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Open Access Highly Accessed Research

Correlation between stress, stress-coping and current sleep bruxism

Maria Giraki1*, Christine Schneider2, Ralf Schäfer2, Preeti Singh1, Matthias Franz2, Wolfgang HM Raab1 and Michelle A Ommerborn1

Author Affiliations

1 Department of Operative and Preventive Dentistry and Endodontics, Heinrich-Heine-University Düsseldorf, Moorenstr 5, 40225 Düsseldorf, Germany

2 Clinical Institute of Psychosomatic Medicine and Psychotherapy, Heinrich-Heine-University Düsseldorf, Moorenstr 5, 40225 Düsseldorf, Germany

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Head & Face Medicine 2010, 6:2  doi:10.1186/1746-160X-6-2

Published: 5 March 2010

Abstract

Background

Stress is discussed as a potential factor in the development of sleep bruxism (SB). The aim of this study was to investigate whether specific stress-factors correlate with SB-activity.

Methods

Sixty-nine subjects, of which 48 were SB-patients, completed three German questionnaires assessing different stress-parameters and stress-coping-strategies: Short questionnaire for recognition of stress-factors (Kurzer Fragebogen zur Erfassung von Belastungen, KFB), Questionnaire for recuperation and strain (Erholungs-Belastungs-Fragebogen, EBF-24 A/3) and the stress-coping questionnaire (Stressverarbeitungsfragebogen-78, SVF-78). The diagnosis of SB was based on the clinical criteria of the American Academy of Sleep Medicine (AASM). The degree of SB-activity was measured by the Bruxcore-Bruxism-Monitoring-Device (BBMD, Bruxcore, Boston, USA), worn for five consecutive nights and analyzed using a computer-based method. Non-parametric Spearman correlation coefficients, rho, were calculated between the psychometric data and the amount of SB-activity measured by a pixel score of the BBMD.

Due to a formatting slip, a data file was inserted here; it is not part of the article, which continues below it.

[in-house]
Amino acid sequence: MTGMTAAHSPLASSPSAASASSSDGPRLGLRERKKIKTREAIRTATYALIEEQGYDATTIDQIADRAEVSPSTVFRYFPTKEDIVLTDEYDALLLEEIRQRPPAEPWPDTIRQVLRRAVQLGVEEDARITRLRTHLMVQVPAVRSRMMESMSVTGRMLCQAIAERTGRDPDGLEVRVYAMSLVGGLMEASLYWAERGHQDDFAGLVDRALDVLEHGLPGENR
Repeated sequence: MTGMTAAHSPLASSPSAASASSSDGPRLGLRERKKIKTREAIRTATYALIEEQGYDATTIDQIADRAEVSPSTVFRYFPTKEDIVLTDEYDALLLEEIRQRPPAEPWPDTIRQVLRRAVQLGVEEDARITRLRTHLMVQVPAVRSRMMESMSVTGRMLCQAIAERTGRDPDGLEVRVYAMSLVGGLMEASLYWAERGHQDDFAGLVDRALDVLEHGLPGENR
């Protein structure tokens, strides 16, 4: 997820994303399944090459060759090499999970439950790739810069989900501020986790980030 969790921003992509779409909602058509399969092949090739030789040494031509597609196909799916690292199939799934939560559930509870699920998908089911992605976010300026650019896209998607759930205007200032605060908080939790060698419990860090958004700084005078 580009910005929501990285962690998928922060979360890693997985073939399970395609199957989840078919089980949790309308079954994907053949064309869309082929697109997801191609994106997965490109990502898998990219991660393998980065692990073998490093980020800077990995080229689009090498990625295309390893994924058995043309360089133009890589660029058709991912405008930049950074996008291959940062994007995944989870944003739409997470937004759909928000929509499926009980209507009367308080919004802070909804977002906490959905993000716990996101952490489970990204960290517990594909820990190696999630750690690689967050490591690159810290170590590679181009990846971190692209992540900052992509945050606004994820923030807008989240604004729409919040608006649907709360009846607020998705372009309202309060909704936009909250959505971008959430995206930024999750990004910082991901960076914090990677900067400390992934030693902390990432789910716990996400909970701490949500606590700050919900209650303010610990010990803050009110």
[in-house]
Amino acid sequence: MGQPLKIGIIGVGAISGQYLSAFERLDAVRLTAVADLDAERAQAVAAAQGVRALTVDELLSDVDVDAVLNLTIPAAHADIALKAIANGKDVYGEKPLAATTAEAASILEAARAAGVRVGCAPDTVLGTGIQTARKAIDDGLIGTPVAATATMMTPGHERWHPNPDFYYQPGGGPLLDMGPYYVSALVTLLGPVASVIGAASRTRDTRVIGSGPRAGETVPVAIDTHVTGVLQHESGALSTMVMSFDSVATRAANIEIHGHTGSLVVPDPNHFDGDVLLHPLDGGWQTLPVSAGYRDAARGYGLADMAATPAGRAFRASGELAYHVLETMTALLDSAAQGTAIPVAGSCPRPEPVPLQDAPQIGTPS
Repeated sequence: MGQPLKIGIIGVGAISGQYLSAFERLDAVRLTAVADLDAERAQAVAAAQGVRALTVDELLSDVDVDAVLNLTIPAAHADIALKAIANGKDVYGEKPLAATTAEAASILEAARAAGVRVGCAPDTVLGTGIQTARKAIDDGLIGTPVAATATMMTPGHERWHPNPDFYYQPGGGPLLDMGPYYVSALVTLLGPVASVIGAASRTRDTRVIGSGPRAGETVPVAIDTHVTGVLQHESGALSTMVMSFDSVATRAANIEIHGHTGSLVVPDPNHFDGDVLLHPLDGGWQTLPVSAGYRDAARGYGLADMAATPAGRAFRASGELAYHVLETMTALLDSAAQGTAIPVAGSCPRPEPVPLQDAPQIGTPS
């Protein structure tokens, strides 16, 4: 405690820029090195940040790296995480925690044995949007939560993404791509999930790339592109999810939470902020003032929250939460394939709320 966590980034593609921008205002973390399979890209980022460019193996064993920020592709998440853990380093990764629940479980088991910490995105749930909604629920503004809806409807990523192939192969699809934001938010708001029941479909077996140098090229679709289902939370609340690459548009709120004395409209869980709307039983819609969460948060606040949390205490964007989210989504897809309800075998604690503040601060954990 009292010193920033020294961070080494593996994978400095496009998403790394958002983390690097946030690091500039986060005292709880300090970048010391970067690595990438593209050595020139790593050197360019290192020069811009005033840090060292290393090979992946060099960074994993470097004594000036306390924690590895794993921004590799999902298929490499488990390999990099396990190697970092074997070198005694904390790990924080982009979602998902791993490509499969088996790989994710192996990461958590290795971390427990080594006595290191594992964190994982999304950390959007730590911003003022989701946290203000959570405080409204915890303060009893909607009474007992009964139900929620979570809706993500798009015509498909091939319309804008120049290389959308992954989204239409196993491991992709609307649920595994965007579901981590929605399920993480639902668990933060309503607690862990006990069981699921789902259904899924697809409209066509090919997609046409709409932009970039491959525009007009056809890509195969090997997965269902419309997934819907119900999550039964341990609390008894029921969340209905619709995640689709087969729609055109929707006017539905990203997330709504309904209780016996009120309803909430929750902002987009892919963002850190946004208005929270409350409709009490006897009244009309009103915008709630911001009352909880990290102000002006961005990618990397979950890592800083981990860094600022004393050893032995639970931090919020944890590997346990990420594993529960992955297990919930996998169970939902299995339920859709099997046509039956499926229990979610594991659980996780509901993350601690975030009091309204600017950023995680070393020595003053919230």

Results

Significant correlations were found for 'daily problems' (r = 0.461, p < 0.01), 'trouble at work' (r = 0.293), 'fatigue' (r = 0.288), 'physical problems' (r = 0.288) and the coping-strategy 'escape' (r = 0.295) (all p < 0.05).

Conclusions

Within the limitations of this study it could be shown that subjects with high SB-activity tend to feel more stressed at work and in their daily life, which in turn might influence their physical state. These subjects also seem to deal with stress in a negative way. However, due to the rather low to almost moderate correlation coefficients and the descriptive character of the study, further investigations are necessary to examine a possible causal relationship.